Maydi was the first Poppet. She is full-size and is not needle-sculpted. Her shoulder joints are lower than they're supposed to be, and her nose is stuffed with a Q-tip. She's my oops-version. Her eyes do not have lashes, as I hadn't bought them yet and was too impatient to wait. Maydi has variegated blue-and-purple yarn hair, which was first glued to her head and then sewn. It's slightly crinkly because it was yarn I crocheted with and pulled out several times. She sports a tiny hairclip at the temple. She is the only Poppet with eyebrows, as I don't really like how they look and think they're just fine without. Her mouth is purposely crooked, as if in a half-smile.
(The names for the rest of the dolls are temporary and color-related; their new owners will give them proper names.)
Poppet #2 -- Scarlett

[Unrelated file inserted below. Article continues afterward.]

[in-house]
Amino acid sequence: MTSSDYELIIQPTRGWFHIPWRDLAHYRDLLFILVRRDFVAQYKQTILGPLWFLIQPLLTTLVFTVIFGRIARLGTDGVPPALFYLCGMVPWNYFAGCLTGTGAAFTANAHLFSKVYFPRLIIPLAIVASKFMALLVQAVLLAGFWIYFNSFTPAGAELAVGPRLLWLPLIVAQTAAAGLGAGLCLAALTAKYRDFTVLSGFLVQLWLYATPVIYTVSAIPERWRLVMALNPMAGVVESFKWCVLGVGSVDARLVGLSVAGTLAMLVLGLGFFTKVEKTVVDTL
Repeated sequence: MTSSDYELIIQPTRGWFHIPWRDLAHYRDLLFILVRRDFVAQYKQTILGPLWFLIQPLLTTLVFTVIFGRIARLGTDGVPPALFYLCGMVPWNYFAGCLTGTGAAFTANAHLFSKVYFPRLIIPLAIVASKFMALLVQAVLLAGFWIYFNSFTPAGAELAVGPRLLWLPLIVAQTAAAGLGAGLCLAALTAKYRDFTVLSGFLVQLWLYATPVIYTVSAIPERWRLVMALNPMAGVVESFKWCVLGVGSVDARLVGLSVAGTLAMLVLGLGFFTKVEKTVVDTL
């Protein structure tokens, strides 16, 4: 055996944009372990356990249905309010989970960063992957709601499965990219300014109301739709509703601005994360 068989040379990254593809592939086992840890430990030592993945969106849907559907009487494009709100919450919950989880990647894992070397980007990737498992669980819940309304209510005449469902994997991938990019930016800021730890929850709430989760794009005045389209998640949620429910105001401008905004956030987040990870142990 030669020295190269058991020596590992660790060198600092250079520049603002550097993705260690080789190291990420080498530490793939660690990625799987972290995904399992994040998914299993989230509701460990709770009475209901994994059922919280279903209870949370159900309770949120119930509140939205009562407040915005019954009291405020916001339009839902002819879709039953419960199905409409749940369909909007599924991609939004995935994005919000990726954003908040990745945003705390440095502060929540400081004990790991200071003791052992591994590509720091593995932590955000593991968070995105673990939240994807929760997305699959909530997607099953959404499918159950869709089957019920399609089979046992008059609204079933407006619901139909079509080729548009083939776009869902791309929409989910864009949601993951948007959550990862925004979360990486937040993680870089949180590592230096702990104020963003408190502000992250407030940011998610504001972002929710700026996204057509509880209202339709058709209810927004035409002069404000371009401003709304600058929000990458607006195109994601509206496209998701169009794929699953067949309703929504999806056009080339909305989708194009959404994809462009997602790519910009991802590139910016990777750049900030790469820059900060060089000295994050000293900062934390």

Scarlett is a Christmas gift for my sister. She is 80%-sized and was the first one of this size (so contains many mistakes). She has amber eyes, variegated lipstick-red hair, and a saucy look. Her fingers and toes are needle-sculpted, as are the rest of the smaller dolls. Her nose, and the rest from this point, uses Sculpey clay to stay firm and properly positioned.
Poppet #3 -- Neela
Neela has variegated blue-purple hair like Maydi, but it's nice and straight. She has dark brown eyes that give her a thoughtful, sweet look. She is a gift for my 12yo niece, who loves green. I couldn't find a decent green yarn for her hair, so she got a green dress instead. Her necklace is a pretty green-stoned flower with a silver stem. It suits her, I think. (She's my favorite.)
Poppet #4 -- Skye